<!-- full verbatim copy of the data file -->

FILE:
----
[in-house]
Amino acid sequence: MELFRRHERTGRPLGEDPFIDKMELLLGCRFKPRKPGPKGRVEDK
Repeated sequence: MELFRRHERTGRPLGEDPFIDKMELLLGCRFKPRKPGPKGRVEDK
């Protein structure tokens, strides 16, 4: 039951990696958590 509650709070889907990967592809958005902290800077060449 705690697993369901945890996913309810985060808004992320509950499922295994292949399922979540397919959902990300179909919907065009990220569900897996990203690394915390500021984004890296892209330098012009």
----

[in-house]
Amino acid sequence: MELFRRHERTGRPLGEDPFIDKMELLLGCRFKPRKPGPKGRVEDK
Repeated sequence: MELFRRHERTGRPLGEDPFIDKMELLLGCRFKPRKPGPKGRVEDK
């Protein structure tokens, strides 16, 4: 039951990696958590 509650709070889907990967592809958005902290800077060449 705690697993369901945890996913309810985060808004992320509950499922295994292949399922979540397919959902990300179909919907065009990220569900897996990203690394915390500021984004890296892209330098012009």